Damages for unjustified withholding of the seafarers’ travel documents
Manning companies are liable for damages due to unjustified withholding of seafarers’ travel documents preventing them from seeking lucrative employment elsewhere.
The Supreme Court considered as an act tantamount to bad faith the company’s arbitrary imposition of a condition that the travel documents would only be released upon signing of a quitclaim in the case of C.F. SHARP & CO. INC. vs Agustin and Minimo (G.R No.179469, February 15, 2012).
The seafarers applied with the company as sandblasters and painters in Libya.
After passing the interview, they were required to submit their passports, seaman’s book, National Bureau of Investigation clearance, employment certificates, certificates of seminars attended, and results of medical examination.
Upon submission of the requirements, a Contract of Employment was executed between the seafarers and C.F. Sharp.
Thereafter, seafarers were required to attend various seminars, open a bank account with the corresponding allotment slips, and attend a pre-departure orientation.
They were then advised to prepare for immediate deployment and to report to the company to ascertain the schedule of their deployment.
However, the seafarers were not deployed after a month prompting them to request for the release of the documents they had submitted to the company which allegedly refused to surrender the documents.
The seafarers filed a complaint for breach of contract and damages against the company where they claimed that the company falsely assured them of deployment.
They added that its refusal to release the travel documents on the ground that they were already bound by reason of the Contract of Employment denied them of employment opportunities abroad and a guaranteed income.
The company was found guilty of violation of Article 34(k) of the Labor Code, which makes it unlawful for any entity “to withhold or deny travel documents from applicant workers before departure for monetary or financial considerations other than those authorized under this Code and its implementing rules and regulations.”
The Supreme Court awarded moral damages based on Article 2219 of the Civil Code in relation to Article 21 which state that “any person who wilfully causes loss or injury to another in a manner that is contrary to morals, good customs or public policy shall compensate the latter for the damage.”
The Supreme Court stressed that the company committed an actionable wrong when it unreasonably withheld the documents, thus preventing the seafarers from seeking lucrative employment elsewhere.
The condition that the documents would only be released upon signing of a quitclaim is tantamount to bad faith because it effectively deprived the seafarers of resort to legal remedies.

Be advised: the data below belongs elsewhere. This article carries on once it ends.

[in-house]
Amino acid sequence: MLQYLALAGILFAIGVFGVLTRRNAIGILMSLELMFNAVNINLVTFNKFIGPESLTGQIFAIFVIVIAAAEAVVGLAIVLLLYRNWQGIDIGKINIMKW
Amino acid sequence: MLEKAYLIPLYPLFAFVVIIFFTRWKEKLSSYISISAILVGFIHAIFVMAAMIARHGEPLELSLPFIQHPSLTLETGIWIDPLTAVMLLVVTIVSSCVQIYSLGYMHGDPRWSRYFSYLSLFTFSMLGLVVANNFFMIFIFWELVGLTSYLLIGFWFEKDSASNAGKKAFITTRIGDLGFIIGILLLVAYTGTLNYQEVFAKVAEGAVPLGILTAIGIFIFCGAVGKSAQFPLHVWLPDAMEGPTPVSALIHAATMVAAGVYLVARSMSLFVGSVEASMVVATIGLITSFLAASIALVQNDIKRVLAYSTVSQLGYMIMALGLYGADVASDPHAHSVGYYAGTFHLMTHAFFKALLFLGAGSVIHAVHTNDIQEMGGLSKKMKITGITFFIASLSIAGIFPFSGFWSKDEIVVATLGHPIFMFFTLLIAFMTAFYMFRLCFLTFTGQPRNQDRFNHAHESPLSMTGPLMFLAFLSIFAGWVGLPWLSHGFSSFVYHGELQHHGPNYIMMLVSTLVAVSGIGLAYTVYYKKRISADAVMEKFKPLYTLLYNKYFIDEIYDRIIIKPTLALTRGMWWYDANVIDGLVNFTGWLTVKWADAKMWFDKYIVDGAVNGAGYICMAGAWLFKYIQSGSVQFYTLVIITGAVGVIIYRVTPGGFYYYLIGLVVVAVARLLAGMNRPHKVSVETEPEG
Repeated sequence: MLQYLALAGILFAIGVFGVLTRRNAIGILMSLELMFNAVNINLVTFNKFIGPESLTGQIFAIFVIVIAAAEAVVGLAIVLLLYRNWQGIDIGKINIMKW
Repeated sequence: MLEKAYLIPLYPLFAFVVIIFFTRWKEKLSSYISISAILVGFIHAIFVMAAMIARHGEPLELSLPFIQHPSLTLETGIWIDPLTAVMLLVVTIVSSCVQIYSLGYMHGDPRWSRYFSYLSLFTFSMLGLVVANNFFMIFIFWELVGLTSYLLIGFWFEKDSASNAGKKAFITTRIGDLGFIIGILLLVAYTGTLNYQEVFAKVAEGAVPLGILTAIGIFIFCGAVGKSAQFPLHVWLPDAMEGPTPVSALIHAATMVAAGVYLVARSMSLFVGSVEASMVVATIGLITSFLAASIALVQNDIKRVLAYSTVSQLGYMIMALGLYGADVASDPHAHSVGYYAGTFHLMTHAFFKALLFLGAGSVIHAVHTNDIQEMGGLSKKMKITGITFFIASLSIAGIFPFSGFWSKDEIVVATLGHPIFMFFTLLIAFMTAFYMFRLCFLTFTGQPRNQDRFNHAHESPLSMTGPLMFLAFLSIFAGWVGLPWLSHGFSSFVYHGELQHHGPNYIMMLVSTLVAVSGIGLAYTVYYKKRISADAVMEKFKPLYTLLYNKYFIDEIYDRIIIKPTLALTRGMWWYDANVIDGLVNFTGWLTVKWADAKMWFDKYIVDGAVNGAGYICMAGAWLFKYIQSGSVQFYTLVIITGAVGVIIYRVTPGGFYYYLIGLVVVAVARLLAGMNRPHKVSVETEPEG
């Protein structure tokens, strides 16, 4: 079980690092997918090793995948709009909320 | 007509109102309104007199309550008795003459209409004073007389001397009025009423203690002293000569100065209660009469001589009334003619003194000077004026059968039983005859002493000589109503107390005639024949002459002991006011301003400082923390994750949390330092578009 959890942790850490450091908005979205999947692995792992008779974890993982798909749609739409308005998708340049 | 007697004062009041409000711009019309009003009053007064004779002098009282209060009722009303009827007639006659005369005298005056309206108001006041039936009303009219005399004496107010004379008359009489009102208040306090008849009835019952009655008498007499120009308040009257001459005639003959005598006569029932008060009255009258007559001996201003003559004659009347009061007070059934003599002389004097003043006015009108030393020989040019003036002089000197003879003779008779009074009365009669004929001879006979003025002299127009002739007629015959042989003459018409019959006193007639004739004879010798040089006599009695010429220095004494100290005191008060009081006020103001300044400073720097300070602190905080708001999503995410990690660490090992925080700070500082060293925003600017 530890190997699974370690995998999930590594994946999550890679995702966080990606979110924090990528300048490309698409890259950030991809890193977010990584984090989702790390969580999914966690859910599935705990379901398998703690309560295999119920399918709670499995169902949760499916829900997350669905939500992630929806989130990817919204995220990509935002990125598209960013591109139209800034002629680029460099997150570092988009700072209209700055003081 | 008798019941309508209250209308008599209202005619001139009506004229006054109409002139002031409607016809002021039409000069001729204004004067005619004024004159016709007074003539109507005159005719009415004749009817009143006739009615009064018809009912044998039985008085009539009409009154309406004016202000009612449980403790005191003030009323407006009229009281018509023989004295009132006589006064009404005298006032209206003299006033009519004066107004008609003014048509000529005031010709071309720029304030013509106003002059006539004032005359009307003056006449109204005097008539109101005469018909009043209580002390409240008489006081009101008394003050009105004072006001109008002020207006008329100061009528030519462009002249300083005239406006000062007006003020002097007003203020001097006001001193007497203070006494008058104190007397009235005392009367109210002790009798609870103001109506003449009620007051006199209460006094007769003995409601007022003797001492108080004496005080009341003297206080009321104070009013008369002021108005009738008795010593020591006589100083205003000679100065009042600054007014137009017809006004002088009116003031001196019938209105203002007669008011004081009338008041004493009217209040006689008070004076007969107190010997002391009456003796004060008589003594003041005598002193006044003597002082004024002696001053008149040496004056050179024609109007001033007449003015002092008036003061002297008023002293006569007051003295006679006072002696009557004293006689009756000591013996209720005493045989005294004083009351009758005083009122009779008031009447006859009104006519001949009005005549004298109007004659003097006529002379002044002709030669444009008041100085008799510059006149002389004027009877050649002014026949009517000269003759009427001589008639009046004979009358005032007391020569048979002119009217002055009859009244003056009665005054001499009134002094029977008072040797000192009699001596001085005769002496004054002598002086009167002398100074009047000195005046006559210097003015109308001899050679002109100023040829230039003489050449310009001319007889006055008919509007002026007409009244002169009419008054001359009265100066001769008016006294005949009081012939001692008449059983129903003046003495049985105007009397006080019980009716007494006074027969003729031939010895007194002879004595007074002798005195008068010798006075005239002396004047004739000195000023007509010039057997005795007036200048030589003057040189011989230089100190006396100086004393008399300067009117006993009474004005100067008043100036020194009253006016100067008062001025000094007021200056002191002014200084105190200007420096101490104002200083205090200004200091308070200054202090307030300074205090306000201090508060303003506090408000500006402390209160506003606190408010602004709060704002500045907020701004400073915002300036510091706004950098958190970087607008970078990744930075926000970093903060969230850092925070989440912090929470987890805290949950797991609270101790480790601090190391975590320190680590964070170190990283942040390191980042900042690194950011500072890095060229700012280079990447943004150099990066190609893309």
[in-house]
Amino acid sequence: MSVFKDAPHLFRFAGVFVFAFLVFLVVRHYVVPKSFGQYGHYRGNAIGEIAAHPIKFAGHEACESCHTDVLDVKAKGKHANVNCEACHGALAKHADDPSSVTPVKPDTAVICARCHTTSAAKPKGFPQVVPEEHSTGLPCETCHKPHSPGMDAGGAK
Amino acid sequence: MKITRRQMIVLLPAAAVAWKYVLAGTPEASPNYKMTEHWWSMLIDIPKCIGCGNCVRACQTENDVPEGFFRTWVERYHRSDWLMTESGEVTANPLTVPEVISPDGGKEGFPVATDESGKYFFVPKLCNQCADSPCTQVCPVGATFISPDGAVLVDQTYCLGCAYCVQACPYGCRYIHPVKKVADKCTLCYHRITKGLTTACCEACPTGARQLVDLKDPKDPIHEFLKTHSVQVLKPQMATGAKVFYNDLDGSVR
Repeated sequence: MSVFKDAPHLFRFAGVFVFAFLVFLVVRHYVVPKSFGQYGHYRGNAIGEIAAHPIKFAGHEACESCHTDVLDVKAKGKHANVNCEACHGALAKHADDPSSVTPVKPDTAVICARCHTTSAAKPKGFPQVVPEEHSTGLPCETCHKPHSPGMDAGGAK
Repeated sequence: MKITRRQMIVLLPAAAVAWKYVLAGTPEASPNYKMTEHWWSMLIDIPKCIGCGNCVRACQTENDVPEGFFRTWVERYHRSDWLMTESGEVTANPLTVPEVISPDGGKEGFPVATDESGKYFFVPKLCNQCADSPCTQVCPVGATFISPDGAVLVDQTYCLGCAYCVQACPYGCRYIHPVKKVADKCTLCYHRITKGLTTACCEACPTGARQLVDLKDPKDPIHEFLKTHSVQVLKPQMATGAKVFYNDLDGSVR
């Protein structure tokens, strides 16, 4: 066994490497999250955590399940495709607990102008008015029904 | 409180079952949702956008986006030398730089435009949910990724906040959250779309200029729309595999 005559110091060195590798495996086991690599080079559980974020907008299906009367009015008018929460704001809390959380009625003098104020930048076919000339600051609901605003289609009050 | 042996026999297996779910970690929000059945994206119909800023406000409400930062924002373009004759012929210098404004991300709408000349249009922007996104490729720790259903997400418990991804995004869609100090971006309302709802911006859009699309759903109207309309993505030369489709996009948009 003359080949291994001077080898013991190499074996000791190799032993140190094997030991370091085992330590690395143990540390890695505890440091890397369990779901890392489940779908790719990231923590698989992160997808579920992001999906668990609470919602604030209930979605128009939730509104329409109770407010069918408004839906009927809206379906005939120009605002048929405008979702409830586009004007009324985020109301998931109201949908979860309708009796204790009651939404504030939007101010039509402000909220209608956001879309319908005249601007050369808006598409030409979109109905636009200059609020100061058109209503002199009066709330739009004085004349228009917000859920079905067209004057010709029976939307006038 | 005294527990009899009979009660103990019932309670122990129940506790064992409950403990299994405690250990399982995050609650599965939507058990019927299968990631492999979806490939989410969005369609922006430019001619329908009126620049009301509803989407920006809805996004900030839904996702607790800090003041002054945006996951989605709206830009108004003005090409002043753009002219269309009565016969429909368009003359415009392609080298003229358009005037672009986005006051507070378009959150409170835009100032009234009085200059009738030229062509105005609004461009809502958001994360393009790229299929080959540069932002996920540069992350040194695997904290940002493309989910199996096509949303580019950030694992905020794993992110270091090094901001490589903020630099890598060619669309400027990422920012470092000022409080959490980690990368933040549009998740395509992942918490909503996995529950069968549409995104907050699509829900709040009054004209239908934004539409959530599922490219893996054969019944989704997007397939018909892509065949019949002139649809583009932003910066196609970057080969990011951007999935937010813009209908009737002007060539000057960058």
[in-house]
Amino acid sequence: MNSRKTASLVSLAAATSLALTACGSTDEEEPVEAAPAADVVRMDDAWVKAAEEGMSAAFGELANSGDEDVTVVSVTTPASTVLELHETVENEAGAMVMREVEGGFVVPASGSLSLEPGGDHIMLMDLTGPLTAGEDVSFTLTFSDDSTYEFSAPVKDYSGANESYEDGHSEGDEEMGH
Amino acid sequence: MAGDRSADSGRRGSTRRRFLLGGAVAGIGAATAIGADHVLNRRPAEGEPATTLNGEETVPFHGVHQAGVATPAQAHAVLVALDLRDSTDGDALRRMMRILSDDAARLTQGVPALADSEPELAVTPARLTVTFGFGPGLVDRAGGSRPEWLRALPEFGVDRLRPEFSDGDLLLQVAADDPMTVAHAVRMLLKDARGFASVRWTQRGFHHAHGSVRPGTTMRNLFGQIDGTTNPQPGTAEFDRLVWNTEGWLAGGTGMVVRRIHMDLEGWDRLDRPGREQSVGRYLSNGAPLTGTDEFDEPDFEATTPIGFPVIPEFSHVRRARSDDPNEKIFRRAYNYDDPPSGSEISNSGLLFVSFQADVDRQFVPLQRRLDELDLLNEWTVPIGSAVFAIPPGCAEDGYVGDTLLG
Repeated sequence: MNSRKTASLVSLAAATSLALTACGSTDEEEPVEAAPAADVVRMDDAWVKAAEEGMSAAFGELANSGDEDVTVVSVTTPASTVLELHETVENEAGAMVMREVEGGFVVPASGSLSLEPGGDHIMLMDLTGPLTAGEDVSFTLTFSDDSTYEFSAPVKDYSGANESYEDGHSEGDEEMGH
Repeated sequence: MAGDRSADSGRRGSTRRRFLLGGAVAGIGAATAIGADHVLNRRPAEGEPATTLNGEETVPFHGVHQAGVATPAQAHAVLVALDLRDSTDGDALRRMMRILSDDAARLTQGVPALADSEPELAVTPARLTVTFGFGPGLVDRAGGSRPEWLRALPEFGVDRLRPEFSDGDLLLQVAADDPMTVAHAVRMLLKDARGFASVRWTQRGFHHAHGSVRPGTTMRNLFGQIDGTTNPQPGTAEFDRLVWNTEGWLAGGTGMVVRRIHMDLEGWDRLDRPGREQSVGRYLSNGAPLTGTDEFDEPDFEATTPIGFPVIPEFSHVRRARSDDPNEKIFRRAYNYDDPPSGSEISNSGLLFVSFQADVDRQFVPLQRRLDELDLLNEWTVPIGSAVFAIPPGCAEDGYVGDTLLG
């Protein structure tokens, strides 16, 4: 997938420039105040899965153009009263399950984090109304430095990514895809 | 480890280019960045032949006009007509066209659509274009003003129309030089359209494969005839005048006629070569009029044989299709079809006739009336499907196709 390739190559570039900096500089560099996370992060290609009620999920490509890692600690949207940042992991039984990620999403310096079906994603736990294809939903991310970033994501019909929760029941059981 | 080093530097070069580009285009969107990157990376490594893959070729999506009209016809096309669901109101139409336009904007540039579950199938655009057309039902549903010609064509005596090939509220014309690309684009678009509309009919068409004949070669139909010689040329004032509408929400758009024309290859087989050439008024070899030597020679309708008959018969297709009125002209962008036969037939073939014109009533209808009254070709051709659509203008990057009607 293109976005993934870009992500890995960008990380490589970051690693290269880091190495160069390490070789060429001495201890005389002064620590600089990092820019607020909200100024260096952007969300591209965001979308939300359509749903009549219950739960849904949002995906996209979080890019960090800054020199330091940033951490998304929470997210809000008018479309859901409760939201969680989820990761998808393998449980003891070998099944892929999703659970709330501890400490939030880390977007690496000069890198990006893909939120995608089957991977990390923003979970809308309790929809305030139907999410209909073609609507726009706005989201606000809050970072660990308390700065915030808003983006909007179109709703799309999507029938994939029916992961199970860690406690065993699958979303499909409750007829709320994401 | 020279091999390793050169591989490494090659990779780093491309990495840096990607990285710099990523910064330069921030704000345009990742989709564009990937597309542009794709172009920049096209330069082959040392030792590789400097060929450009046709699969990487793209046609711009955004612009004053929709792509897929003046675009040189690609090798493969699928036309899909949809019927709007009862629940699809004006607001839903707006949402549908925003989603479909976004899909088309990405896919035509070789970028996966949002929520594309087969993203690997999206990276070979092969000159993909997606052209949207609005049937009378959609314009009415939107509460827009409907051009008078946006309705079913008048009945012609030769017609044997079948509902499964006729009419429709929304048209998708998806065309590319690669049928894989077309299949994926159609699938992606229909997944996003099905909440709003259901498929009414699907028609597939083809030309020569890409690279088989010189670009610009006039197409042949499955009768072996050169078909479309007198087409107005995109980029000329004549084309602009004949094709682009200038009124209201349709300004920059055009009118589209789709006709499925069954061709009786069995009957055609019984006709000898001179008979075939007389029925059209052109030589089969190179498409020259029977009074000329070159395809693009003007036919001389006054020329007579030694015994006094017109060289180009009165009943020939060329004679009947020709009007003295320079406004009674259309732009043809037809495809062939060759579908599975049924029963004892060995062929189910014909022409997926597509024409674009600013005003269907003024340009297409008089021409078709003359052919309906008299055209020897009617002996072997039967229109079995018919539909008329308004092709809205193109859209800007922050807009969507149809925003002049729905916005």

The Supreme Court likewise affirmed the award of exemplary damages for “a wrongful act that is accompanied by bad faith or when the defendant acted in a wanton, fraudulent, reckless, oppressive, or malevolent manner.”
Legally speaking, the unauthorized withholding of these travel documents is also a form of coercion that is penalized as one of the prohibited acts under Republic Act. No. 8042, as amended by R.A. 10022, otherwise known as “Migrant Workers and Overseas Filipinos Act of 1995.”
The State is mandated to protect seafarers from all threats and coercion done through the confiscation, retention, or withholding of their travel documents such passports and Seafarers Identification and Record Book (SIRB), which are considered the property of the State.
Agencies and foreign principals found violating POEA rules will be blacklisted or penalized in accordance with R.A. 10022. POEA rules likewise provide that disciplinary actions will be meted against those found violating Philippine laws, rules, and regulations on overseas employment.
The persons criminally liable for the said offense are the principals, accomplices and accessories. In case of juridical persons, the officers having ownership, control, management or direction of their business and the responsible for the commission of the offense and the responsible employees/agents thereof shall be liable.
Any person found guilty of illegal recruitment shall suffer the penalty of imprisonment of not less than twelve (12) years and one (1) day but not more than twenty (20) years and a fine of not less than one million pesos nor more than two million pesos.
In every case, conviction shall cause and carry the automatic revocation of the license or registration of the recruitment/manning agency, lending institutions, training school or medical clinic.
Atty. Gorecho heads the seafarers’ division of the Sapalo Velez Bundang Bulilan law offices. For comments, e-mail [email protected] or call 09175025808 or 09088665786
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